• CERN's Large Hadron Collider particle accelerator, with the hundreds of universities and tens of thousands of users that share it,
  • NASA's current fleet of twenty Earth-observing satellites sending down a terabyte per day of new data that goes out through NASA's Earth Observing System, delivering millions of data products a year to hundreds of thousands of end users, and
  • the National Institutes of Health's Biomedical Imaging Research Network, which connects many universities forming a federated repository of multi-scale brain images.

All these and many other shared scientific systems ultimately should depend on a universal standards-based, distributed cyber-infrastructure that globally ties together all of these sources of data with all of the consumers of data and with all of our scientific instruments.

To build such a Grid, we're going to need large centers like the supercomputer centers again. The most important thing about the supercomputer centers is not that they have supercomputers, though that certainly is important. It is that they bring together a large group of experienced and dedicated technical professionals, from many technical specialties, who create a team that serves the U.S. user community. These teams have built a great deal of what we now know as our information infrastructure. We're not going to need fewer of these people because we're building a more complex system—we're going to need more of them.

Does this mean that we'll need only a few large centers? No. There will be a logarithmic-distribution function of capability spread across the campuses. In addition to the larger centers, there will be centers of specific focus on many campuses. There will be many Linux clusters, with associated storage and visualization in university laboratories studying chemistry, physics, biology, astronomy, and the engineering field sciences. There will be a large, distributed set of different-scale centers building out the cyberinfrastructure. But I think there are going to have to be some premier large centers that do the national work because that's what I see in every infrastructure that I look at.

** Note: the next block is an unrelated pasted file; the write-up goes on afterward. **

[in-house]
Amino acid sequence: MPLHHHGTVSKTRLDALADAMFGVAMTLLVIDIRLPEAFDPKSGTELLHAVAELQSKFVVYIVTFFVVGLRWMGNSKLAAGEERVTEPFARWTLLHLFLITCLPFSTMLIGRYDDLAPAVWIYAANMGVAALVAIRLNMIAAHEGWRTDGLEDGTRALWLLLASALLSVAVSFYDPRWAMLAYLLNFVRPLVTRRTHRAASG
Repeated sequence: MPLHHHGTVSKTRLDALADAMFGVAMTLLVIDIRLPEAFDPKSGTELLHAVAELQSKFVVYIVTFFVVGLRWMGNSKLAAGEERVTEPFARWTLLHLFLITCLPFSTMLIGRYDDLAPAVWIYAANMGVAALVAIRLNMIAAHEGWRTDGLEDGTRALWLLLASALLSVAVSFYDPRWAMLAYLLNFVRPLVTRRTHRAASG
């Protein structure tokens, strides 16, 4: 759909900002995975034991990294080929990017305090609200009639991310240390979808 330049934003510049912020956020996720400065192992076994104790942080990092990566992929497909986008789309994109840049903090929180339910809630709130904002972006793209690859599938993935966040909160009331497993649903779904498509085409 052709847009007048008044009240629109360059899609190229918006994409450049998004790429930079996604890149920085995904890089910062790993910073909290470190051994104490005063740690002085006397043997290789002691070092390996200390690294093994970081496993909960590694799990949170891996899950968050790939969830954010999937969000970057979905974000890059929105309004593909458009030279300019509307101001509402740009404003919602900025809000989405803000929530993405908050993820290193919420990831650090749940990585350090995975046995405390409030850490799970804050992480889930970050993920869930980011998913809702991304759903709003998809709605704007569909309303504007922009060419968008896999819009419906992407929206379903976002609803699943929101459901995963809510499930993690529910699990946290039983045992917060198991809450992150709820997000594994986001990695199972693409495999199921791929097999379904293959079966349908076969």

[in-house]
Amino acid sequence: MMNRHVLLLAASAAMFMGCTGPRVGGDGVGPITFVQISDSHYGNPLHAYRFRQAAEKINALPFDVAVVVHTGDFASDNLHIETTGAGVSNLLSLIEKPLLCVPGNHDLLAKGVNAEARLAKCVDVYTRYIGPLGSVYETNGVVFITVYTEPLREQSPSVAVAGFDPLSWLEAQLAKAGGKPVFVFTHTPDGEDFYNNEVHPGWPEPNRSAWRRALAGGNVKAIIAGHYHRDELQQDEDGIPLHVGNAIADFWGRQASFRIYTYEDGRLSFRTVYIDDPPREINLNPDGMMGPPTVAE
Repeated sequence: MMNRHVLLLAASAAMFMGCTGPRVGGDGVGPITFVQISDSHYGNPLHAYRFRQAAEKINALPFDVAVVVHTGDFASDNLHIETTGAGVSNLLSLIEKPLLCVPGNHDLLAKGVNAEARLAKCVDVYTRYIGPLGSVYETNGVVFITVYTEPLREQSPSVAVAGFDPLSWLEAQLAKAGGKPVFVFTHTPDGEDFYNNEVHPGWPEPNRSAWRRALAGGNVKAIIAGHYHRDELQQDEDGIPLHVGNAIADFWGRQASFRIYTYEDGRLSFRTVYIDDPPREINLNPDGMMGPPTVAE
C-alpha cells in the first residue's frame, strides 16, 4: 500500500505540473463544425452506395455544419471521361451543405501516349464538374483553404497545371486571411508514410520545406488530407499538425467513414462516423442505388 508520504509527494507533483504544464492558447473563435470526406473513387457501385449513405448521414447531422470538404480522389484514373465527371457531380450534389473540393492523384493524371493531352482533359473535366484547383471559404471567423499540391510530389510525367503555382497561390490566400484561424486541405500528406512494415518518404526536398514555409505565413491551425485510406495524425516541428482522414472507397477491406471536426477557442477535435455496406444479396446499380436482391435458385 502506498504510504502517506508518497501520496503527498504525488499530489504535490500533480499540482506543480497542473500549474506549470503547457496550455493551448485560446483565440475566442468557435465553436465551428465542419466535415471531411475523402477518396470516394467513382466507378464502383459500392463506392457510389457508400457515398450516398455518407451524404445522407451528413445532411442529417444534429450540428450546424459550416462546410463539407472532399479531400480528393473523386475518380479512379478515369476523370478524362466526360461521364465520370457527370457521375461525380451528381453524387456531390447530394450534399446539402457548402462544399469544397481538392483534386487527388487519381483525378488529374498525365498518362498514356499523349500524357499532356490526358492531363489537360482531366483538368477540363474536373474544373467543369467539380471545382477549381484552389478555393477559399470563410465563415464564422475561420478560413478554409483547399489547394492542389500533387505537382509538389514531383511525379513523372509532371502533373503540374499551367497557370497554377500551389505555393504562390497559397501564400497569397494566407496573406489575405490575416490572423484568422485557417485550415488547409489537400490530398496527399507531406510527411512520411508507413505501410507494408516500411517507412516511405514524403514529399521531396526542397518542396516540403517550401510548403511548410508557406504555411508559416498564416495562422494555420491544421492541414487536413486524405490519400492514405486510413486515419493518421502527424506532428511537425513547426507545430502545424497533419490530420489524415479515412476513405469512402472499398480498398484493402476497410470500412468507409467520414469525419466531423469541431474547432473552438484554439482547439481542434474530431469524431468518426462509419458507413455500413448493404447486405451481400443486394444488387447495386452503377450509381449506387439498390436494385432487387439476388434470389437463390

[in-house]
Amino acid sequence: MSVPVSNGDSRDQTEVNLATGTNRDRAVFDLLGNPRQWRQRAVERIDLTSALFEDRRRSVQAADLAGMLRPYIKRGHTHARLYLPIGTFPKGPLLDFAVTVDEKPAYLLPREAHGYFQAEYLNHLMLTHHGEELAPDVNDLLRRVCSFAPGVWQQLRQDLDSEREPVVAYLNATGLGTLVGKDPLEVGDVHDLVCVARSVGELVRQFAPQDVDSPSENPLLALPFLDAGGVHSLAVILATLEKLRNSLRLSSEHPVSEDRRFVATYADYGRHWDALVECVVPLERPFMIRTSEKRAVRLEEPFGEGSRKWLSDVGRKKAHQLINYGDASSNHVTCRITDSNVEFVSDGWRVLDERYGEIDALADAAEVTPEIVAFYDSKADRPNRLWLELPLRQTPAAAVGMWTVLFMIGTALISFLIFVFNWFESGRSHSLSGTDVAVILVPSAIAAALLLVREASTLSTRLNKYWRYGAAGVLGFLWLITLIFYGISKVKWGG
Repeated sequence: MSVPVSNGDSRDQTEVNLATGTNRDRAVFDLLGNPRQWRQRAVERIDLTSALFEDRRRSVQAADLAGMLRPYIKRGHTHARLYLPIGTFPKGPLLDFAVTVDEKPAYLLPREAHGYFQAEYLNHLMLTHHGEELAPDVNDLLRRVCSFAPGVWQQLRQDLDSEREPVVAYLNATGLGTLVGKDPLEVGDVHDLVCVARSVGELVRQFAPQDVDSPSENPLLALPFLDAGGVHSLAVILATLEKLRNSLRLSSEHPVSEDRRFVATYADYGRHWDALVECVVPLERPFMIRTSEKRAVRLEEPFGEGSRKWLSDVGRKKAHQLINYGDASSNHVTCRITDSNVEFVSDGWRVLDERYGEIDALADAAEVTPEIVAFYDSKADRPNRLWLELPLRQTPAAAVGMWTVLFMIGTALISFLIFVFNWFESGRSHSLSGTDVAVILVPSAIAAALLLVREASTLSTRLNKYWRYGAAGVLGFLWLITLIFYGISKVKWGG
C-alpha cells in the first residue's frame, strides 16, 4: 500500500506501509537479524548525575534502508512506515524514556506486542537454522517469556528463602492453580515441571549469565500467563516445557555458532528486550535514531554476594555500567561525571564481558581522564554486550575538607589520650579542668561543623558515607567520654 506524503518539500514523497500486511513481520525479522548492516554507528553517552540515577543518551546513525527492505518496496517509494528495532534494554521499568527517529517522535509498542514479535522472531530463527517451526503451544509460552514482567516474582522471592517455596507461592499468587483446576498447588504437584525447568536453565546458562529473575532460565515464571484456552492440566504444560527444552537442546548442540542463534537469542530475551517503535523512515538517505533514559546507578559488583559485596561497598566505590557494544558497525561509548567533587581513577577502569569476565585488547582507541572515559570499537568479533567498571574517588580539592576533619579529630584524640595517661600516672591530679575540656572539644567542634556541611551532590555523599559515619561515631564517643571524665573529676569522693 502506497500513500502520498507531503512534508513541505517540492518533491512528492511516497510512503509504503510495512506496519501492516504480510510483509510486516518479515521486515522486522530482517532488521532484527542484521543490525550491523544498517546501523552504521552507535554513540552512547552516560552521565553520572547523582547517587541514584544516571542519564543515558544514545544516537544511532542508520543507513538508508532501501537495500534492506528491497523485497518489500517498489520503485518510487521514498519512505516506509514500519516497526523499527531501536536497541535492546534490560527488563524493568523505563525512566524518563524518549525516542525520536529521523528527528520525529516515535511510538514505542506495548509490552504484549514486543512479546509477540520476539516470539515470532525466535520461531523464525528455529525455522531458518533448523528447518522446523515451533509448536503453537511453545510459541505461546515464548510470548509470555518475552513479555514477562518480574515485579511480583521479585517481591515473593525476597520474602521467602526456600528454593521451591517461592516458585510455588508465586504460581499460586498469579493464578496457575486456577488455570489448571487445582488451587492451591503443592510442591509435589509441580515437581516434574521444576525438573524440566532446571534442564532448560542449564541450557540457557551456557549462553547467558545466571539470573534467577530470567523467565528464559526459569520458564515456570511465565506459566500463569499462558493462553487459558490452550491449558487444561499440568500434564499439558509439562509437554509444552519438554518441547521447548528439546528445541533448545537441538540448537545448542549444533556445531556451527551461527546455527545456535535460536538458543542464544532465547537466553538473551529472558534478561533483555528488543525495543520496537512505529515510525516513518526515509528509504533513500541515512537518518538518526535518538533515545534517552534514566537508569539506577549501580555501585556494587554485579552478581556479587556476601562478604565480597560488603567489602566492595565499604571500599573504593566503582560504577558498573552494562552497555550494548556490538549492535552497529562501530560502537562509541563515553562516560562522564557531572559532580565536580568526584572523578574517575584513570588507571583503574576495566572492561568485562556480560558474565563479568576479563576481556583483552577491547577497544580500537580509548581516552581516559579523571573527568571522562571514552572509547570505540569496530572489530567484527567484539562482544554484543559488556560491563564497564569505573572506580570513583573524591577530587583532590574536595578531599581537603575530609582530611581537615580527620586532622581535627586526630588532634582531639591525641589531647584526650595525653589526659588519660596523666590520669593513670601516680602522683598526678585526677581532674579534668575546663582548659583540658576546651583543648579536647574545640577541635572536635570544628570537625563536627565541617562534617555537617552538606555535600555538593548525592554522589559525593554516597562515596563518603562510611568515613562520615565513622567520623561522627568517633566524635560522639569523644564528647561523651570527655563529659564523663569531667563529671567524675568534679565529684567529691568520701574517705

EDUCAUSE Review: Your current responsibilities at Cal-(IT)2 involve building collaborative research agendas and working relationships among a wide range of accomplished scholars. The sociological challenges in all of this must be interesting. In managing this sort of research, are you finding some patterns or frameworks that others might adopt?

Smarr: Governor Gray Davis declared, in December 2000, that California was taking the bold initiative of establishing four institutes for science and innovation: Cal-(IT)2; the California NanoSystems Institute (CNSI); the Center for Information Technology Research in the Interest of Society (CITRIS); and the Institute for Bioengineering, Biotechnology, and Quantitative Biomedical Research (QB3). Richard C. Atkinson, president of the UC System, endorsed the idea, and a bipartisan vote in 2002 by the California legislature approved the capital funds for these new institutes. We also received a lot of support from industry and from faculty winning federal government grants. I had learned a lot from being involved in previous national experiments of this sort, so I looked at these earlier experiences and tried to understand what would be a natural way to organize the two hundred faculty involved in Cal-(IT)2 across not just the San Diego and Irvine campuses but also the San Diego State University, University of Southern California, and other campuses that are working on particular projects around the country.